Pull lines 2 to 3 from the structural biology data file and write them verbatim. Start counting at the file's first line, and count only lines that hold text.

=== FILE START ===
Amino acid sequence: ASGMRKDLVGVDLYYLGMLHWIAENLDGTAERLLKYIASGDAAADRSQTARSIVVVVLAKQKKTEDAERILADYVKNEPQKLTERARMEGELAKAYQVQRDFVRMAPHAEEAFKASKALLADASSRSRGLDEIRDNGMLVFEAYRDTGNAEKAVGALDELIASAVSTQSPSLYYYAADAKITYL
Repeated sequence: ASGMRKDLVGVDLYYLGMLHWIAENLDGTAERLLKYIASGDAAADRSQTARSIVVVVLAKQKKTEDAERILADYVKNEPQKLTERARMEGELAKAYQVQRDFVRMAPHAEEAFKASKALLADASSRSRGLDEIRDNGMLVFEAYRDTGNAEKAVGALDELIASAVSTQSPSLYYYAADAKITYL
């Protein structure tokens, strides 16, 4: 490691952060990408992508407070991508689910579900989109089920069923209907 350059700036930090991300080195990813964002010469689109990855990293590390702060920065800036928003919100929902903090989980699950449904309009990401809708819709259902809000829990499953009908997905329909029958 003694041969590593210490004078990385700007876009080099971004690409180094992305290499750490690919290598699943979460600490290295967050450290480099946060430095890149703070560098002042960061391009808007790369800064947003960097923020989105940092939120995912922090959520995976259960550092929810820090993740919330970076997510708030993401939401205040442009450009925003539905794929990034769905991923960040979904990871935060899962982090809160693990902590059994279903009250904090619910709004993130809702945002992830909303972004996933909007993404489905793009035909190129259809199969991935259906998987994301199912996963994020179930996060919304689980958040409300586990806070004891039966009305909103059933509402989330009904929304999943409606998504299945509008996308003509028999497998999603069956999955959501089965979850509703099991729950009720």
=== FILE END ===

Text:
Repeated sequence: ASGMRKDLVGVDLYYLGMLHWIAENLDGTAERLLKYIASGDAAADRSQTARSIVVVVLAKQKKTEDAERILADYVKNEPQKLTERARMEGELAKAYQVQRDFVRMAPHAEEAFKASKALLADASSRSRGLDEIRDNGMLVFEAYRDTGNAEKAVGALDELIASAVSTQSPSLYYYAADAKITYL
């Protein structure tokens, strides 16, 4: 490691952060990408992508407070991508689910579900989109089920069923209907 350059700036930090991300080195990813964002010469689109990855990293590390702060920065800036928003919100929902903090989980699950449904309009990401809708819709259902809000829990499953009908997905329909029958 003694041969590593210490004078990385700007876009080099971004690409180094992305290499750490690919290598699943979460600490290295967050450290480099946060430095890149703070560098002042960061391009808007790369800064947003960097923020989105940092939120995912922090959520995976259960550092929810820090993740919330970076997510708030993401939401205040442009450009925003539905794929990034769905991923960040979904990871935060899962982090809160693990902590059994279903009250904090619910709004993130809702945002992830909303972004996933909007993404489905793009035909190129259809199969991935259906998987994301199912996963994020179930996060919304689980958040409300586990806070004891039966009305909103059933509402989330009904929304999943409606998504299945509008996308003509028999497998999603069956999955959501089965979850509703099991729950009720």